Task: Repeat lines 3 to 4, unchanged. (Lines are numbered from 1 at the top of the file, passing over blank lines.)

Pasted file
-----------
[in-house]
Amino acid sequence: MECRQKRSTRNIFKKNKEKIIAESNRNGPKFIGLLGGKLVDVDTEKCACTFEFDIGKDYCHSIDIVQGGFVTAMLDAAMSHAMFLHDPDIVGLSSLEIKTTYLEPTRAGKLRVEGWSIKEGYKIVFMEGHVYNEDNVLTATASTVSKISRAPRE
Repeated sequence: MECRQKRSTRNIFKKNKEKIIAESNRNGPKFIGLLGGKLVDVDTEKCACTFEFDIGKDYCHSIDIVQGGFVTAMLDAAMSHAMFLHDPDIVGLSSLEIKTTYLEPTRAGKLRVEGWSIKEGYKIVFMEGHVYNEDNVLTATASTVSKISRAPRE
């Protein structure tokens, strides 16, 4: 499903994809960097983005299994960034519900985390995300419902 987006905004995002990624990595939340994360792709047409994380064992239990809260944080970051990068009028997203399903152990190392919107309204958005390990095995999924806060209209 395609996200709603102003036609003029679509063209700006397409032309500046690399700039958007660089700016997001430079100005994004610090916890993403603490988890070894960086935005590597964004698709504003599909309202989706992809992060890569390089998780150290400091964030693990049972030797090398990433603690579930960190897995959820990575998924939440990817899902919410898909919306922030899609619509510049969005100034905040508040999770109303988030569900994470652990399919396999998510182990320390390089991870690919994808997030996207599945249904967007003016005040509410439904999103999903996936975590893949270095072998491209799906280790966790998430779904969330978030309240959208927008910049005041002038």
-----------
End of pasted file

Repeated sequence: MECRQKRSTRNIFKKNKEKIIAESNRNGPKFIGLLGGKLVDVDTEKCACTFEFDIGKDYCHSIDIVQGGFVTAMLDAAMSHAMFLHDPDIVGLSSLEIKTTYLEPTRAGKLRVEGWSIKEGYKIVFMEGHVYNEDNVLTATASTVSKISRAPRE
């Protein structure tokens, strides 16, 4: 499903994809960097983005299994960034519900985390995300419902 987006905004995002990624990595939340994360792709047409994380064992239990809260944080970051990068009028997203399903152990190392919107309204958005390990095995999924806060209209 395609996200709603102003036609003029679509063209700006397409032309500046690399700039958007660089700016997001430079100005994004610090916890993403603490988890070894960086935005590597964004698709504003599909309202989706992809992060890569390089998780150290400091964030693990049972030797090398990433603690579930960190897995959820990575998924939440990817899902919410898909919306922030899609619509510049969005100034905040508040999770109303988030569900994470652990399919396999998510182990320390390089991870690919994808997030996207599945249904967007003016005040509410439904999103999903996936975590893949270095072998491209799906280790966790998430779904969330978030309240959208927008910049005041002038």